Hoarder Damage To Common Property | Common Property | Flat Chat Forum: Your Questions Answered




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Hoarder Damage To Common Property
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david2708
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31/10/2017 - 11:46 pm
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In our building we had a unit owner who was a hoarder on a scale that would fit comfortably on one of those TV shows.

Every room, the rubbish was piled a good five feet high of every inch of space.

On two occasions, Emergency Services had to take a chainsaw to the front door to free the owner.

The first time, the O.C. paid for the replacement door.

Sadly, the owner died in the unit a month or so later and again Emergency Services had the take a chainsaw to the new front door to access the body of the owner. The window also had to be broken to verify the room the deceased was in.

Floorboards had to be removed as apparently is the law where the body lay for up to a month and forensic cleaners had to attend as well.

Aside from the stated damage, there is likely other damage to the common property aspects of the lot.

The Question is who is responsible for the repair?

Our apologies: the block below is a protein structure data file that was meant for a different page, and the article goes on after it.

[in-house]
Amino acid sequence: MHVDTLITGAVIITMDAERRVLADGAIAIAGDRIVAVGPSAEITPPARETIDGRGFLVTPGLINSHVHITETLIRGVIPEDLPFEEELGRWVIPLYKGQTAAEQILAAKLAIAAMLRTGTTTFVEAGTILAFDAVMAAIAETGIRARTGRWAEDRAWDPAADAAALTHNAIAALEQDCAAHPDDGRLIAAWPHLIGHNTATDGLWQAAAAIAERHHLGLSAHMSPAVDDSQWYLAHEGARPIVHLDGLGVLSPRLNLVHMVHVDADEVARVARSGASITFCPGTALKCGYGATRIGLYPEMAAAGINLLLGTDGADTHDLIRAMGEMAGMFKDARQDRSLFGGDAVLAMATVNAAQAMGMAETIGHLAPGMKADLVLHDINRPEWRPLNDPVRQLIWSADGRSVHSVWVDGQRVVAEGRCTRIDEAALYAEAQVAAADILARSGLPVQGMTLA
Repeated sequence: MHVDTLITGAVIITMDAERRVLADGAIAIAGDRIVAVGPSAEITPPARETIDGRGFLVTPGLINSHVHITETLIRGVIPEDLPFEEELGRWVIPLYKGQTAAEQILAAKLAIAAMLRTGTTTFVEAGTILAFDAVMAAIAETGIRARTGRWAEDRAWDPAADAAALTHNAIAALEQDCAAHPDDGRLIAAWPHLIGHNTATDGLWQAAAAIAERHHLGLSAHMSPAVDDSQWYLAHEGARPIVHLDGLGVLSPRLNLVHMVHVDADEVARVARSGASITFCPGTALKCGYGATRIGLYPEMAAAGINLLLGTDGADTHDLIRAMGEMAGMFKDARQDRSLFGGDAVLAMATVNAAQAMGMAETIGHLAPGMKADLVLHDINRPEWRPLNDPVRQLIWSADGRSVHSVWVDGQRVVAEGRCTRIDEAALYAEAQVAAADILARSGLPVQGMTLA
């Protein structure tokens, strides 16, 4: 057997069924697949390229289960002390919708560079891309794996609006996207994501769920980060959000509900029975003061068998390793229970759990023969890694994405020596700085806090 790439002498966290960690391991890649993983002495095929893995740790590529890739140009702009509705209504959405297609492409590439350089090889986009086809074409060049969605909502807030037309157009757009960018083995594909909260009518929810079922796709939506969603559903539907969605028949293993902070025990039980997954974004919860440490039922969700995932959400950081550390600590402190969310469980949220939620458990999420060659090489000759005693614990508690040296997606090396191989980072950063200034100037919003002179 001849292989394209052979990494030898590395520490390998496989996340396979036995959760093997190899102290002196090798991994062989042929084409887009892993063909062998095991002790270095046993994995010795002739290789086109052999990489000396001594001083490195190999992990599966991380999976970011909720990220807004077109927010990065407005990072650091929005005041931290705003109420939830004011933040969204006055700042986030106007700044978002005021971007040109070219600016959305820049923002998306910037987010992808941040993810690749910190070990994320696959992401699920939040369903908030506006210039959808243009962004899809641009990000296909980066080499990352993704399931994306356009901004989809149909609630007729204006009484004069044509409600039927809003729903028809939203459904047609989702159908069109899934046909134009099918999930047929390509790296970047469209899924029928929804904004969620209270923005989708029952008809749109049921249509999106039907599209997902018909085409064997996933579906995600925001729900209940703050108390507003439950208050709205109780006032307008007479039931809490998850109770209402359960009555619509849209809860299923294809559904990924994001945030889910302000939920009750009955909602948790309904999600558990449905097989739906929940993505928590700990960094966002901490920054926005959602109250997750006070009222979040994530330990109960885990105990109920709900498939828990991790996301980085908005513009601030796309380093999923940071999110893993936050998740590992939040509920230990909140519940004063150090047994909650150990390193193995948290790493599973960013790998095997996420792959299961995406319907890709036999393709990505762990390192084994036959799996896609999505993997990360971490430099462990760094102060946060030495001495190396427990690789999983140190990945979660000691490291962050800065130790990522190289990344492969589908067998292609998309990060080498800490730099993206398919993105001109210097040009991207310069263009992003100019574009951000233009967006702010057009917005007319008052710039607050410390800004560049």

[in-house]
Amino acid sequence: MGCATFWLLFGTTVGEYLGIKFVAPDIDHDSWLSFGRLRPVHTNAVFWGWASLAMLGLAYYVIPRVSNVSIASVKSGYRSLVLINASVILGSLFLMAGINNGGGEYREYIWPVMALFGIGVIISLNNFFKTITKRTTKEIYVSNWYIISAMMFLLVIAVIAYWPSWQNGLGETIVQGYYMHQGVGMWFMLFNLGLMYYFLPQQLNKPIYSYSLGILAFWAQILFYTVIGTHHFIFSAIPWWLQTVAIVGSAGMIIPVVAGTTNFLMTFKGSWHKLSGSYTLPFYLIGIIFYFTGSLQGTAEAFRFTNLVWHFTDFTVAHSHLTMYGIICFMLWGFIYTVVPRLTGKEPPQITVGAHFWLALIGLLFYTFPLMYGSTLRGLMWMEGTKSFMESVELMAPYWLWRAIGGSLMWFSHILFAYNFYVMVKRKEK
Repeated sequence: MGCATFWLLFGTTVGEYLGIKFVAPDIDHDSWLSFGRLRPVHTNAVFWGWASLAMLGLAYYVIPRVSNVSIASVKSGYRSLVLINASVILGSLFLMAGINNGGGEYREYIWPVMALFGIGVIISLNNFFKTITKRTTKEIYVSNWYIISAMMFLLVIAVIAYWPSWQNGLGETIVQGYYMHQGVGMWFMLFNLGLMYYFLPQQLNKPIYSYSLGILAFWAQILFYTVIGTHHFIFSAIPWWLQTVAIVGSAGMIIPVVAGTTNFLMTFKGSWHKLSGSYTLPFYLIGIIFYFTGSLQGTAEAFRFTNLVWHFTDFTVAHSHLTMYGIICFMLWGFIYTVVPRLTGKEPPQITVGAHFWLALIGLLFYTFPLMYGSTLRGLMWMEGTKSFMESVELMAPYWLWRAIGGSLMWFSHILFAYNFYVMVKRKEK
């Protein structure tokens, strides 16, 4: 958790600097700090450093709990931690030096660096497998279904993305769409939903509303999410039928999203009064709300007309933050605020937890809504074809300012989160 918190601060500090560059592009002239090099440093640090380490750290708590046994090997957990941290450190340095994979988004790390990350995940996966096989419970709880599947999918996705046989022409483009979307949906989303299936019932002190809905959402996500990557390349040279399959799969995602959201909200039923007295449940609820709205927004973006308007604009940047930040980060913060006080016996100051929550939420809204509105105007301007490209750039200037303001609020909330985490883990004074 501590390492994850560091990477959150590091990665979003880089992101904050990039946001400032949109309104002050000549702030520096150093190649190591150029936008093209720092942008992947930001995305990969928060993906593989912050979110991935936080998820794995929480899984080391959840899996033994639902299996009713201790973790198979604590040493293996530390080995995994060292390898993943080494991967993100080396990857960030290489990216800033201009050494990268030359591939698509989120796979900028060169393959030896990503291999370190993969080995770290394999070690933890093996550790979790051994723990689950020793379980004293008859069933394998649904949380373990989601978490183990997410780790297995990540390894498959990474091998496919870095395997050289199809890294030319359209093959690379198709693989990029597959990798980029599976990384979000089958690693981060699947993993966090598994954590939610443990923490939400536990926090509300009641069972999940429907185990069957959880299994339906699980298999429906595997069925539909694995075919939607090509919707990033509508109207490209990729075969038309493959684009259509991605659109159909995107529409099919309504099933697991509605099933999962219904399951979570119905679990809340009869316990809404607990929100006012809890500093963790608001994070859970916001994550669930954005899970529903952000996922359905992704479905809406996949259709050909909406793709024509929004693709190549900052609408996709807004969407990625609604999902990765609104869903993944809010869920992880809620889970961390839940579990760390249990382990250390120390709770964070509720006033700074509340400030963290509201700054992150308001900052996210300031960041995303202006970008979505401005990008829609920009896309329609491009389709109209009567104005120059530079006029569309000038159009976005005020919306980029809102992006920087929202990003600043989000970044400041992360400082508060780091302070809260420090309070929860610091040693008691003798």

Do the OC accept responsibility no matter what, or does the neglect and circumstance make the deceased owner's beneficiary responsible for the likely large damage bill to come for repair to the common property aspects of the Lot.

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scotlandx
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01/11/2017 - 12:27 pm
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Applying the “but-for” test, the deceased owner caused the damage to the common property, and the estate is liable for the cost of repair.  Just make sure you do a full audit of the damage, record the cost of repair and take steps to ensure that the property is not transferred without the OC being reimbursed.

I’m surprised the OC paid for the door first time around.

The OC could also contact its insurer to see if they will pay, and they can deal with the estate.

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david2708
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02/11/2017 - 9:42 am
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We have been left in a bit of a wait and see pattern as the Lot has likely already changed ownership to the beneficiary but they have left the unit vacant now for 11 months. They have not touched anything nor said anything as yet.

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scotlandx
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02/11/2017 - 12:49 pm
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You should know if it has been transferred, as the change of owner should be notified to the owners corporation.  Where are the levy notices going?

If it has been transferred you will have an issue trying to get anything from the estate, and the new owner isn’t liable.

I suggest you check the title at LPI, and if it hasn’t transferred give notice to the estate - you may want to consider lodging a caveat.

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Deborah Searle